# Given an anti-chain of the powerset of a finite set, is there a disjoint maximal chain?

Denote by $$X^{(r)}$$ the subset of $$\mathcal{P}(X)$$ such that every element has cardinality $$r$$ where $$1 \leq r \leq n = |X|$$

Suppose we have an antichain $$\mathcal{A}$$ of the partial ordering of $$\mathcal{P}(X)$$ by inclusion, that is not of the form $$X^{(r)}$$ for some $$r$$. Must there exist then a maximal chain that is disjoint from $$\mathcal{A}$$?

I am very stuck on this, however I suspect that it is true. I have a two ideas of how one might go about showing this that I can't seem to complete:

For contraposition, we supposed that for an antichain $$\mathcal{A}$$ we do not have any maximal chains that are disjoint from it. We want to show that $$\mathcal{A}$$ is then $$X^{(r)}$$ for some $$r$$.

I've thought about considering the set $$C$$ of chains that are disjoint from $$\mathcal{A}$$, and considering the subset $$C' \subset C$$ containing all chains of length maximal in $$C$$. Then we can look at $$\mathcal{B} = \{c \in X^{(|C'|)} \mid \exists A \in C' \text{ such that } c \in A\}$$. This is the subset of $$X^{(|C'|)}$$ that contains all the last elements of the chains in $$C'$$.

My thinking was to either show that $$|C'| = n$$ or that you can extend some chain in $$C'$$, contradicting maximality. However, I can't think of a good way to do either of these things.

For contradiction, suppose we have $$\mathcal{A}$$ an antichain not of the form $$X^{(r)}$$. Then I wanted to show that there exists a maximal chain that is disjoint from $$\mathcal{A}$$.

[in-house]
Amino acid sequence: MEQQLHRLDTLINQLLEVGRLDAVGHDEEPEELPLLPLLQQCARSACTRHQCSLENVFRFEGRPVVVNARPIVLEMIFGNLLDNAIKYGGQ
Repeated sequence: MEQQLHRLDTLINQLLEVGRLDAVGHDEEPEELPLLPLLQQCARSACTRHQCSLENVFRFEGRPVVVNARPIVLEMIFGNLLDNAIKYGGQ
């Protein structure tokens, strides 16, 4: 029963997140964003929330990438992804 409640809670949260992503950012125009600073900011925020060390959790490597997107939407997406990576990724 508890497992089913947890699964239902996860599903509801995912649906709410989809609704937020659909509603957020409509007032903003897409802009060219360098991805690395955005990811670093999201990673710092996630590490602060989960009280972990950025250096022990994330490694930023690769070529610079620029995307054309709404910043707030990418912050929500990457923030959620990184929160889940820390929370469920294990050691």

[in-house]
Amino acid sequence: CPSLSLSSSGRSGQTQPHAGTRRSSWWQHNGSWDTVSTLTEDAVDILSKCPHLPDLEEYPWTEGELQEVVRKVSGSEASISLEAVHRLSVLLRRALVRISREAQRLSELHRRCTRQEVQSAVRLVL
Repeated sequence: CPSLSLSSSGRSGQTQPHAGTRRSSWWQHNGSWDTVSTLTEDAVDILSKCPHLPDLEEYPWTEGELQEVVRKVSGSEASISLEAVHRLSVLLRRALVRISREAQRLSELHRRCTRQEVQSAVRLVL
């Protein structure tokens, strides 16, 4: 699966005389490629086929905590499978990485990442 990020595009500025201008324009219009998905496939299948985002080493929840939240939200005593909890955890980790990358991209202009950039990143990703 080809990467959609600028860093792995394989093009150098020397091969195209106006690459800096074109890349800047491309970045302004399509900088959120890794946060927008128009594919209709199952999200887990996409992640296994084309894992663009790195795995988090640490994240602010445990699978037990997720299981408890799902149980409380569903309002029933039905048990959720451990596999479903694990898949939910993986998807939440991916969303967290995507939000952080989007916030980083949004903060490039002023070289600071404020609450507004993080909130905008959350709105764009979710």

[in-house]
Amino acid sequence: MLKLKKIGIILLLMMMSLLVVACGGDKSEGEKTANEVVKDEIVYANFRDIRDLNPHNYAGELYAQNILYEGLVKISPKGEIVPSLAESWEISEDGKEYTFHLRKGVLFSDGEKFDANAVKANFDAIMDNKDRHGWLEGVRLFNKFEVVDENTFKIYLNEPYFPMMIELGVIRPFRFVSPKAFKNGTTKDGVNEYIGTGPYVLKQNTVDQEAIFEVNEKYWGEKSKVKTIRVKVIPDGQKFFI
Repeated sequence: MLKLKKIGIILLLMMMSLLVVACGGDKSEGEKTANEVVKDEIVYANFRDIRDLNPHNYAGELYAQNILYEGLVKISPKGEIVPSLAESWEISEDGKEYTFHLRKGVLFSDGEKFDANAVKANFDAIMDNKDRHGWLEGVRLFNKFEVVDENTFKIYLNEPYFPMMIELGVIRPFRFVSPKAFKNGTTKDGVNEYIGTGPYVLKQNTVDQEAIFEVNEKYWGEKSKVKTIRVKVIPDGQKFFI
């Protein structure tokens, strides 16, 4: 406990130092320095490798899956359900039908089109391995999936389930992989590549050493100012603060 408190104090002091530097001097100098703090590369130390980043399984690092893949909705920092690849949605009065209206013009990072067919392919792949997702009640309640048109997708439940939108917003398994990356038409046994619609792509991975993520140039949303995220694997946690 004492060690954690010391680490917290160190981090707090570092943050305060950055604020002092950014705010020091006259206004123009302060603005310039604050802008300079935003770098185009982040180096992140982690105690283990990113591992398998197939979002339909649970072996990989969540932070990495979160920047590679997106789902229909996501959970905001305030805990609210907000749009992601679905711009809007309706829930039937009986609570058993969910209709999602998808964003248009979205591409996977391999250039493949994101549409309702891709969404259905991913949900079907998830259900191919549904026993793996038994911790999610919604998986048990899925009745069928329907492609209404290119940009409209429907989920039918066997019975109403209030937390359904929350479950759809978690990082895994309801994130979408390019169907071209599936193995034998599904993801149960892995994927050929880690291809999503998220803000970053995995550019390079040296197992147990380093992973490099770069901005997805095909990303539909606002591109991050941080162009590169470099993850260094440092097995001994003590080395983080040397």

Consider then $$\mathcal{A}_r = \mathcal{A} \cap X^{(r)}$$. Then we know that $$\mathcal{A}_r$$ is strictly contained in $$X^{(r)}$$ for every $$r$$.

I want to then construct a maximal chain through the gaps in every layer $$X^{(r)}$$ that is not occupied by $$\mathcal{A}$$. However, I am also unsure how I might go about proving this.

I wanted to ask if I am on the right track and how I might be able to finish these proofs off. More importantly, is my suspicion that this result is true correct, or is there a counter example that I didn't find?

• I don't know if this is of any interest to you, but I extended my answer to cover the case where $X$ is an infinite set.
– bof
Oct 29, 2018 at 7:15

The result is correct. Here is a proof.

Let $$X$$ be a finite set. Suppose $$\mathcal A$$ is an antichain which meets every maximal chain in $$\mathcal P(X)$$;
I claim that $$\mathcal A=X^{(r)}$$ for some $$r$$. It will be enough to show that, if $$\mathcal A\cap X^{(r)}\ne\emptyset$$, then $$\mathcal A\supseteq X^{(r)}$$.

Suppose $$\mathcal A\cap X^{(r)}\ne\emptyset$$; I have to show that $$X^{(r)}\subseteq\mathcal A$$. We may assume that $$r\gt0$$. Consider any set $$\{x_1,\dots,x_{r-1},x\}\in\mathcal A\cap X^{(r)}$$ and any element $$y\in X\setminus\{x_1,\dots,x_{r-1},x\}$$. There is a maximal chain $$\mathcal C$$ containing $$\{x_1,\dots,x_{r-1}\}$$ and $$\{x_1,\dots,x_{r-1},y\}$$ and $$\{x_1,\dots,x_{r-1},x,y\}$$. Now $$\mathcal A$$ contains some element of $$\mathcal C$$; since $$\mathcal A$$ is an antichain, and since the only element of $$\mathcal C$$ which is incomparable with $$\{x_1,\dots,x_{r-1},x\}$$ is $$\{x_1,\dots,x_{r-1},y\}$$, it follows that $$\{x_1,\dots,x_{r-1},y\}\in\mathcal A$$.